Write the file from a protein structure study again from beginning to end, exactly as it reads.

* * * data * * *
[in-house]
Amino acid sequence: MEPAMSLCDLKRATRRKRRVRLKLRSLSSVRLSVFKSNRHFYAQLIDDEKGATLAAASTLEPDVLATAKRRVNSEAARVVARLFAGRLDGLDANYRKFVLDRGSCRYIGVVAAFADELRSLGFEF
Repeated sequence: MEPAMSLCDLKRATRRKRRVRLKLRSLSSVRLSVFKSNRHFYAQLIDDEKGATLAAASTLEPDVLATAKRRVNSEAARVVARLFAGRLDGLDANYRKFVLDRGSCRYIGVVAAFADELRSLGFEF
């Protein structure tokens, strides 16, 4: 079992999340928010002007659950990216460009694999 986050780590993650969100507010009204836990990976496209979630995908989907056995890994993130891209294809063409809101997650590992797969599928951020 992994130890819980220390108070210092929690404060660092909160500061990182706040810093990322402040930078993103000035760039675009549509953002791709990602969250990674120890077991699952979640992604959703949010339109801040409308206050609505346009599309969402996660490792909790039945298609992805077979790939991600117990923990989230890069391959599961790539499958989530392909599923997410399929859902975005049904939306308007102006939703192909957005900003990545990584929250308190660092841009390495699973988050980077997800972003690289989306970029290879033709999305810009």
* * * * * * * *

[in-house]
Amino acid sequence: MEPAMSLCDLKRATRRKRRVRLKLRSLSSVRLSVFKSNRHFYAQLIDDEKGATLAAASTLEPDVLATAKRRVNSEAARVVARLFAGRLDGLDANYRKFVLDRGSCRYIGVVAAFADELRSLGFEF
Repeated sequence: MEPAMSLCDLKRATRRKRRVRLKLRSLSSVRLSVFKSNRHFYAQLIDDEKGATLAAASTLEPDVLATAKRRVNSEAARVVARLFAGRLDGLDANYRKFVLDRGSCRYIGVVAAFADELRSLGFEF
């Protein structure tokens, strides 16, 4: 079992999340928010002007659950990216460009694999 986050780590993650969100507010009204836990990976496209979630995908989907056995890994993130891209294809063409809101997650590992797969599928951020 992994130890819980220390108070210092929690404060660092909160500061990182706040810093990322402040930078993103000035760039675009549509953002791709990602969250990674120890077991699952979640992604959703949010339109801040409308206050609505346009599309969402996660490792909790039945298609992805077979790939991600117990923990989230890069391959599961790539499958989530392909599923997410399929859902975005049904939306308007102006939703192909957005900003990545990584929250308190660092841009390495699973988050980077997800972003690289989306970029290879033709999305810009």